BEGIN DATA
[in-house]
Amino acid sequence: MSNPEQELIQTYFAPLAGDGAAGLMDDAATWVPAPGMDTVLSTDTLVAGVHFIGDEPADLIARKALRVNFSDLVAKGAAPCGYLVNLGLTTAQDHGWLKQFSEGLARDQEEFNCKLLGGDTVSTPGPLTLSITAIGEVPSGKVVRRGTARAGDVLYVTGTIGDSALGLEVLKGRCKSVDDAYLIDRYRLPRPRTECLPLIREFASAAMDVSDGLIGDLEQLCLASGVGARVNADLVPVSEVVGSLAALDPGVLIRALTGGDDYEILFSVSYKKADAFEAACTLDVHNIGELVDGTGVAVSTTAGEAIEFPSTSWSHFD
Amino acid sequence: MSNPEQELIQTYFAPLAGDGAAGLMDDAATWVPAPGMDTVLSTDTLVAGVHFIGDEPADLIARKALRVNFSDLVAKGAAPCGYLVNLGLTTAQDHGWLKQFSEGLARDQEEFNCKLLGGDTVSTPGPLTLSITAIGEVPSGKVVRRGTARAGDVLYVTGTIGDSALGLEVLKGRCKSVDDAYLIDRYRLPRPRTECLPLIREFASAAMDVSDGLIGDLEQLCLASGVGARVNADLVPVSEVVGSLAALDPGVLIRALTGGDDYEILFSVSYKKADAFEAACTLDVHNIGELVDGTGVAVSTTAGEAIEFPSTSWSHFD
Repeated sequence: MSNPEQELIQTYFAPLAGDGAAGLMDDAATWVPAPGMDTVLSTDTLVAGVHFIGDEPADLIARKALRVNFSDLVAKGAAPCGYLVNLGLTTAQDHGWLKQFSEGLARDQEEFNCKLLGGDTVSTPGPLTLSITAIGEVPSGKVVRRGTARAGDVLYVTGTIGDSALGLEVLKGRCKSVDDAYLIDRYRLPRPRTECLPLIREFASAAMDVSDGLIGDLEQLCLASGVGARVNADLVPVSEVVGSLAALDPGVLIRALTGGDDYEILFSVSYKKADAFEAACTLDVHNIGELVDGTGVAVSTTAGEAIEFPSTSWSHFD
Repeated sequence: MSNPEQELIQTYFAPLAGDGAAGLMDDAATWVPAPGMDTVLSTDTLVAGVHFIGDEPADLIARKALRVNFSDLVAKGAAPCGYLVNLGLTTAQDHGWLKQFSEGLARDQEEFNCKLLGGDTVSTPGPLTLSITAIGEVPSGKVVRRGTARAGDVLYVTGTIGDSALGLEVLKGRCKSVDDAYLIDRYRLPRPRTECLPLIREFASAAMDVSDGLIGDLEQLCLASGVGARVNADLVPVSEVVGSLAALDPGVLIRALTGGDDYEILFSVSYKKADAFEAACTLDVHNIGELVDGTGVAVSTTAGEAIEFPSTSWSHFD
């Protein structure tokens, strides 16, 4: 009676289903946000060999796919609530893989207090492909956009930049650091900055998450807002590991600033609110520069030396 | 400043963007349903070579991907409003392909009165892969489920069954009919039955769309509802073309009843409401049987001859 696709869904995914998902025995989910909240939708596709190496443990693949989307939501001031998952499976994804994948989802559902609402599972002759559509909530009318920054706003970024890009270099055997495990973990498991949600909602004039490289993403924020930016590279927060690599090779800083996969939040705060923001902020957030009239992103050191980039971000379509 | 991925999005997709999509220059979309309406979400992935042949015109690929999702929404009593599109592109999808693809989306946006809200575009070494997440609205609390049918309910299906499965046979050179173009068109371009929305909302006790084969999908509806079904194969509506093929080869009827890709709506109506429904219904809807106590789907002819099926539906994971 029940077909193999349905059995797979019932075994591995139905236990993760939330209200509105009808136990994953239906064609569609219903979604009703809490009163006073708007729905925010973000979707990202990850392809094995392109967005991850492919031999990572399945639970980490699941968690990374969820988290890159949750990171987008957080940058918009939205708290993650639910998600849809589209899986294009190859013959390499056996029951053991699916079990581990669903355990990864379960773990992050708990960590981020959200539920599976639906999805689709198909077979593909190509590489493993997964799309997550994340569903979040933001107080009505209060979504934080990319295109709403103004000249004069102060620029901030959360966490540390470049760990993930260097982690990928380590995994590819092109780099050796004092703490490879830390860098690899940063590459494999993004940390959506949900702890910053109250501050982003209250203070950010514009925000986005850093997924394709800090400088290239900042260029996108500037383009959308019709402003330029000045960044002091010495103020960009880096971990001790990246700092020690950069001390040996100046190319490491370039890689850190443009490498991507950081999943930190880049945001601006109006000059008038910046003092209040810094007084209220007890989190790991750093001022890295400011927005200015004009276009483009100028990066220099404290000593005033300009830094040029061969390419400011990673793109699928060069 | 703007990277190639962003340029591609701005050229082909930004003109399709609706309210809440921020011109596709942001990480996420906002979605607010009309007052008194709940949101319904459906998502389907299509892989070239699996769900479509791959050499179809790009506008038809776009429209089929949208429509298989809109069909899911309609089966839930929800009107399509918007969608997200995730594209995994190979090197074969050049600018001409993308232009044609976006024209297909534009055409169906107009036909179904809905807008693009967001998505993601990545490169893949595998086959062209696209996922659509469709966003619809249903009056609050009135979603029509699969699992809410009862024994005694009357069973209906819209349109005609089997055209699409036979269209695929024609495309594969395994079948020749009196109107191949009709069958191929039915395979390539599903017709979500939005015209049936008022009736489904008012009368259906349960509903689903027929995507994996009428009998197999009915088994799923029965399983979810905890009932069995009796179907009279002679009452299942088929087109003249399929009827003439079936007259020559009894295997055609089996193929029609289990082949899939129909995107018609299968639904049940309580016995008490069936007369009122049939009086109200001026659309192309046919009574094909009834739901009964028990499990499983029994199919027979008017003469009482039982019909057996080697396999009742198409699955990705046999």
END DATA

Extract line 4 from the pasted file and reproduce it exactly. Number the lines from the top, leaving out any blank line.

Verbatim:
Repeated sequence: MSNPEQELIQTYFAPLAGDGAAGLMDDAATWVPAPGMDTVLSTDTLVAGVHFIGDEPADLIARKALRVNFSDLVAKGAAPCGYLVNLGLTTAQDHGWLKQFSEGLARDQEEFNCKLLGGDTVSTPGPLTLSITAIGEVPSGKVVRRGTARAGDVLYVTGTIGDSALGLEVLKGRCKSVDDAYLIDRYRLPRPRTECLPLIREFASAAMDVSDGLIGDLEQLCLASGVGARVNADLVPVSEVVGSLAALDPGVLIRALTGGDDYEILFSVSYKKADAFEAACTLDVHNIGELVDGTGVAVSTTAGEAIEFPSTSWSHFD